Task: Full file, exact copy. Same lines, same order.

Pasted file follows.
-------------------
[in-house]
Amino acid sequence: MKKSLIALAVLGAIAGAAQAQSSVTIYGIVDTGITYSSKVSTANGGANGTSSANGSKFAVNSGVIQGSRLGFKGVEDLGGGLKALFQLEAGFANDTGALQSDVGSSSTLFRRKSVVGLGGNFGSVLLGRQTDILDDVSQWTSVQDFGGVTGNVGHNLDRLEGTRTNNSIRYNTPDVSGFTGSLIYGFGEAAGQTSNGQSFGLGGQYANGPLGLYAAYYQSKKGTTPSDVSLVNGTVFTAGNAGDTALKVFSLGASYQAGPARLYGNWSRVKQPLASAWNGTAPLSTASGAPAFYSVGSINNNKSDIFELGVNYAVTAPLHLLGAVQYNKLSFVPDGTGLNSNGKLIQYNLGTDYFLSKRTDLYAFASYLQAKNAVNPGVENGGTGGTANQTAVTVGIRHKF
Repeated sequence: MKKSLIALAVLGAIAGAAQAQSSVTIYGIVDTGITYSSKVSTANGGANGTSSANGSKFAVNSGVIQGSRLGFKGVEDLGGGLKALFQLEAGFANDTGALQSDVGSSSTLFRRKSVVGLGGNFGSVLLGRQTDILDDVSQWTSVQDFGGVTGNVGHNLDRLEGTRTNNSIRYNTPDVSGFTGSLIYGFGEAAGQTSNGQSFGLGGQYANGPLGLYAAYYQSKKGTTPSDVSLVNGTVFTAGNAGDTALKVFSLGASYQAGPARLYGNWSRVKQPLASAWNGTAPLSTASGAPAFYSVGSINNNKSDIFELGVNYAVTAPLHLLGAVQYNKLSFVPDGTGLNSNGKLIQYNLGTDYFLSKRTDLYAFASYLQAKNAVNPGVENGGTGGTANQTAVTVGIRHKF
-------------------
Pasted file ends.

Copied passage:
[in-house]
Amino acid sequence: MKKSLIALAVLGAIAGAAQAQSSVTIYGIVDTGITYSSKVSTANGGANGTSSANGSKFAVNSGVIQGSRLGFKGVEDLGGGLKALFQLEAGFANDTGALQSDVGSSSTLFRRKSVVGLGGNFGSVLLGRQTDILDDVSQWTSVQDFGGVTGNVGHNLDRLEGTRTNNSIRYNTPDVSGFTGSLIYGFGEAAGQTSNGQSFGLGGQYANGPLGLYAAYYQSKKGTTPSDVSLVNGTVFTAGNAGDTALKVFSLGASYQAGPARLYGNWSRVKQPLASAWNGTAPLSTASGAPAFYSVGSINNNKSDIFELGVNYAVTAPLHLLGAVQYNKLSFVPDGTGLNSNGKLIQYNLGTDYFLSKRTDLYAFASYLQAKNAVNPGVENGGTGGTANQTAVTVGIRHKF
Repeated sequence: MKKSLIALAVLGAIAGAAQAQSSVTIYGIVDTGITYSSKVSTANGGANGTSSANGSKFAVNSGVIQGSRLGFKGVEDLGGGLKALFQLEAGFANDTGALQSDVGSSSTLFRRKSVVGLGGNFGSVLLGRQTDILDDVSQWTSVQDFGGVTGNVGHNLDRLEGTRTNNSIRYNTPDVSGFTGSLIYGFGEAAGQTSNGQSFGLGGQYANGPLGLYAAYYQSKKGTTPSDVSLVNGTVFTAGNAGDTALKVFSLGASYQAGPARLYGNWSRVKQPLASAWNGTAPLSTASGAPAFYSVGSINNNKSDIFELGVNYAVTAPLHLLGAVQYNKLSFVPDGTGLNSNGKLIQYNLGTDYFLSKRTDLYAFASYLQAKNAVNPGVENGGTGGTANQTAVTVGIRHKF